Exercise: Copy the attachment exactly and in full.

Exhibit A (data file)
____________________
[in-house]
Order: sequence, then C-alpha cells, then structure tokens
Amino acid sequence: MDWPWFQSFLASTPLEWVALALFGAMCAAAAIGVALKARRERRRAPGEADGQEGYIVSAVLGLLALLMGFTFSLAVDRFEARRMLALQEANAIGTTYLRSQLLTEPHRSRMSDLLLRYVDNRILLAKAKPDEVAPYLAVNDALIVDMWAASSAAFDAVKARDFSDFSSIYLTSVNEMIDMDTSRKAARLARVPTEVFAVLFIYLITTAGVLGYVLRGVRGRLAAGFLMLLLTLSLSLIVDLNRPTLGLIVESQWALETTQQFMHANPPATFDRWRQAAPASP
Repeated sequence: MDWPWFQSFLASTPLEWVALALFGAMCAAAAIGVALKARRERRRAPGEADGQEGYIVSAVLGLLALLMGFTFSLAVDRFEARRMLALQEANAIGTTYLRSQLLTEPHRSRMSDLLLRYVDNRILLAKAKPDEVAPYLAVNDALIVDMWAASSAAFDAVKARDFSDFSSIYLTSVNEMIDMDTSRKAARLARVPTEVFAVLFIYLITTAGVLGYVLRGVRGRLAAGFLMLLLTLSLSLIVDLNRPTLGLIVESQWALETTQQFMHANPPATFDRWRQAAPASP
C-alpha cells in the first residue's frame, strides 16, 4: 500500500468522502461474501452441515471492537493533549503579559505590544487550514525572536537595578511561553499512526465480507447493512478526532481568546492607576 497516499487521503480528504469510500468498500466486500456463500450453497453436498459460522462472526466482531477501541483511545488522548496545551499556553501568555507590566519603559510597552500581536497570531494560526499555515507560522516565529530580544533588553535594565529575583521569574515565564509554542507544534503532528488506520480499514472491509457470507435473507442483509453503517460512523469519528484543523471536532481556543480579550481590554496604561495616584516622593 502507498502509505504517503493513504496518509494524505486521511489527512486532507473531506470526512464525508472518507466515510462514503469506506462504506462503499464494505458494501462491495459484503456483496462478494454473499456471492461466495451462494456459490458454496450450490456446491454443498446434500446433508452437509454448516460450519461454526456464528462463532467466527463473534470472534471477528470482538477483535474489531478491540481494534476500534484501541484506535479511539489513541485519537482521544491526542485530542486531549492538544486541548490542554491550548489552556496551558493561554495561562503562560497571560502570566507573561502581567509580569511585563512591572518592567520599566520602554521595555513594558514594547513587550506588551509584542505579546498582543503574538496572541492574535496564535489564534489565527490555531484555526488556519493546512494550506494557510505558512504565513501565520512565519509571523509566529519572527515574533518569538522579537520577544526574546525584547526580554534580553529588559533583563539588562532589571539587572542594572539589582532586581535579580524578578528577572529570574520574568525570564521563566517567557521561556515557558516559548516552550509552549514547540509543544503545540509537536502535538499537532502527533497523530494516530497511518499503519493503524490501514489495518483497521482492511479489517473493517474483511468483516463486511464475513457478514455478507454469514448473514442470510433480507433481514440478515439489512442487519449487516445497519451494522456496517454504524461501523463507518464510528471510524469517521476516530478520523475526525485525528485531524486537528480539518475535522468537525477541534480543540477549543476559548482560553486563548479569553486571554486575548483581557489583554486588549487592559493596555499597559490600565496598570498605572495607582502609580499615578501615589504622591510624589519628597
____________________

[in-house]
Order: sequence, then C-alpha cells, then structure tokens
Amino acid sequence: MDWPWFQSFLASTPLEWVALALFGAMCAAAAIGVALKARRERRRAPGEADGQEGYIVSAVLGLLALLMGFTFSLAVDRFEARRMLALQEANAIGTTYLRSQLLTEPHRSRMSDLLLRYVDNRILLAKAKPDEVAPYLAVNDALIVDMWAASSAAFDAVKARDFSDFSSIYLTSVNEMIDMDTSRKAARLARVPTEVFAVLFIYLITTAGVLGYVLRGVRGRLAAGFLMLLLTLSLSLIVDLNRPTLGLIVESQWALETTQQFMHANPPATFDRWRQAAPASP
Repeated sequence: MDWPWFQSFLASTPLEWVALALFGAMCAAAAIGVALKARRERRRAPGEADGQEGYIVSAVLGLLALLMGFTFSLAVDRFEARRMLALQEANAIGTTYLRSQLLTEPHRSRMSDLLLRYVDNRILLAKAKPDEVAPYLAVNDALIVDMWAASSAAFDAVKARDFSDFSSIYLTSVNEMIDMDTSRKAARLARVPTEVFAVLFIYLITTAGVLGYVLRGVRGRLAAGFLMLLLTLSLSLIVDLNRPTLGLIVESQWALETTQQFMHANPPATFDRWRQAAPASP
C-alpha cells in the first residue's frame, strides 16, 4: 500500500468522502461474501452441515471492537493533549503579559505590544487550514525572536537595578511561553499512526465480507447493512478526532481568546492607576 497516499487521503480528504469510500468498500466486500456463500450453497453436498459460522462472526466482531477501541483511545488522548496545551499556553501568555507590566519603559510597552500581536497570531494560526499555515507560522516565529530580544533588553535594565529575583521569574515565564509554542507544534503532528488506520480499514472491509457470507435473507442483509453503517460512523469519528484543523471536532481556543480579550481590554496604561495616584516622593 502507498502509505504517503493513504496518509494524505486521511489527512486532507473531506470526512464525508472518507466515510462514503469506506462504506462503499464494505458494501462491495459484503456483496462478494454473499456471492461466495451462494456459490458454496450450490456446491454443498446434500446433508452437509454448516460450519461454526456464528462463532467466527463473534470472534471477528470482538477483535474489531478491540481494534476500534484501541484506535479511539489513541485519537482521544491526542485530542486531549492538544486541548490542554491550548489552556496551558493561554495561562503562560497571560502570566507573561502581567509580569511585563512591572518592567520599566520602554521595555513594558514594547513587550506588551509584542505579546498582543503574538496572541492574535496564535489564534489565527490555531484555526488556519493546512494550506494557510505558512504565513501565520512565519509571523509566529519572527515574533518569538522579537520577544526574546525584547526580554534580553529588559533583563539588562532589571539587572542594572539589582532586581535579580524578578528577572529570574520574568525570564521563566517567557521561556515557558516559548516552550509552549514547540509543544503545540509537536502535538499537532502527533497523530494516530497511518499503519493503524490501514489495518483497521482492511479489517473493517474483511468483516463486511464475513457478514455478507454469514448473514442470510433480507433481514440478515439489512442487519449487516445497519451494522456496517454504524461501523463507518464510528471510524469517521476516530478520523475526525485525528485531524486537528480539518475535522468537525477541534480543540477549543476559548482560553486563548479569553486571554486575548483581557489583554486588549487592559493596555499597559490600565496598570498605572495607582502609580499615578501615589504622591510624589519628597